The Appeal

The two issues raised on appeal were:

1. What is the standard of review for the DFO's decision to rely on ministerial discretion to provide legal protection in the Killer Whales Protection Statement; and

2. Did the Minister err by relying on the provisions of the Fisheries Act in making the Killer Whales Protection Statement.

Though the issues were moot because the Minister had reversed the Killer Whales Protection Statement, the FCA nonetheless decided to hear the appeal because the issues were of public importance and their resolution was in the public interest.

(i) Standard of Review

The Minister submitted that because Parliament had entrusted him with the responsibility of managing regulatory systems under SARA, by consequence his interpretation of section 58 should be given deference. The FCA disagreed. Writing for the court, the Honourable Mr. Justice Mainville held that "the Minister must take a view on what the statute means in order to act. But this is not the same as having a power delegated by Parliament to decide questions of law". The FCA found that the Minister's interpretation must be reviewed on a standard of correctness.

(ii) Interpretation of SARA

The Minister submitted that there should be some flexibility as to the modalities of the compulsory protection required by section 58 of SARA. The Court disagreed. The Court held that, "when Parliament adopted section 58 of SARA, its intent was to provide for compulsory and non‐discretionary legal protection from destruction for the identified critical habitat of listed endangered or threatened aquatic species". In this case, the Minister's reliance on section 36 of the Fisheries Act was not sufficient for the purposes of SARA. The Court held that "there is not evidence in the record before the Court showing whether the pollution controls set out in these [section 36] regulations protect from destruction the critical habitat of the concerned killer whales".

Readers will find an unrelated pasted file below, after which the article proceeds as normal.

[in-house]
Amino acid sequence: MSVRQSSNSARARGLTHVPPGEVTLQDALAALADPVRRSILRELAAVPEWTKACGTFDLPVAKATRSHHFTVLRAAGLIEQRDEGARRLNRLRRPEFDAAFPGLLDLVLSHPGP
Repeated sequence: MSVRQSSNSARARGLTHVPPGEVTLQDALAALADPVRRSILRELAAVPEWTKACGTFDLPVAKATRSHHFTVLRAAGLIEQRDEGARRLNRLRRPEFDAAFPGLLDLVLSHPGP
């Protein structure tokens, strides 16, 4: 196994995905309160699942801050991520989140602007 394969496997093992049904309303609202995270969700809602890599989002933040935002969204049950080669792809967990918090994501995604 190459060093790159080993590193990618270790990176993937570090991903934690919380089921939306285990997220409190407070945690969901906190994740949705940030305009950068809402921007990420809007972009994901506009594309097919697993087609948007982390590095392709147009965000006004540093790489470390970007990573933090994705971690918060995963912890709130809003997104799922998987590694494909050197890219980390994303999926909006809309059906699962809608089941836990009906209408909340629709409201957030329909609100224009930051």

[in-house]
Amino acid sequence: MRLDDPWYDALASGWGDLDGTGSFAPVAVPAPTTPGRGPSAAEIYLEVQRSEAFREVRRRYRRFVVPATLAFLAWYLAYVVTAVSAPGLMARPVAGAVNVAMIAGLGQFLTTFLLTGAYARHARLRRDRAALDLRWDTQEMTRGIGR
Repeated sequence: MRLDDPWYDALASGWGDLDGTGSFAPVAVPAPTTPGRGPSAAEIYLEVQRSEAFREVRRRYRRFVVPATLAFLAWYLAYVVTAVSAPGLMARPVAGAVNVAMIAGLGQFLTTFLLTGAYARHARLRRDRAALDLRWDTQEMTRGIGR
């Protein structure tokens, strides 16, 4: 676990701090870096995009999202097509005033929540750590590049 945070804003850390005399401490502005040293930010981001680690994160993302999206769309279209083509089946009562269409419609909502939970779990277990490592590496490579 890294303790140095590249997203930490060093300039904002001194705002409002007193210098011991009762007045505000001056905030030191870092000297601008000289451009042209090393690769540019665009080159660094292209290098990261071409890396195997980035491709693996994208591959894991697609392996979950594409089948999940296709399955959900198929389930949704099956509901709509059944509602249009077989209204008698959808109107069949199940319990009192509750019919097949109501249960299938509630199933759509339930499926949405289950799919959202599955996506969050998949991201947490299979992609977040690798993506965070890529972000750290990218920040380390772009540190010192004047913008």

But the appeal was only won in part, as the FCA did note that there are circumstances where the Minister may rely on provisions of the Fisheries Act for the purposes of protecting aquatic species under section 58 of SARA. The Court held that "in a given case, the combined operation of section 36 of the Fisheries Act...may afford a particular endangered or threatened species the legal protection mandated by section 58 of SARA".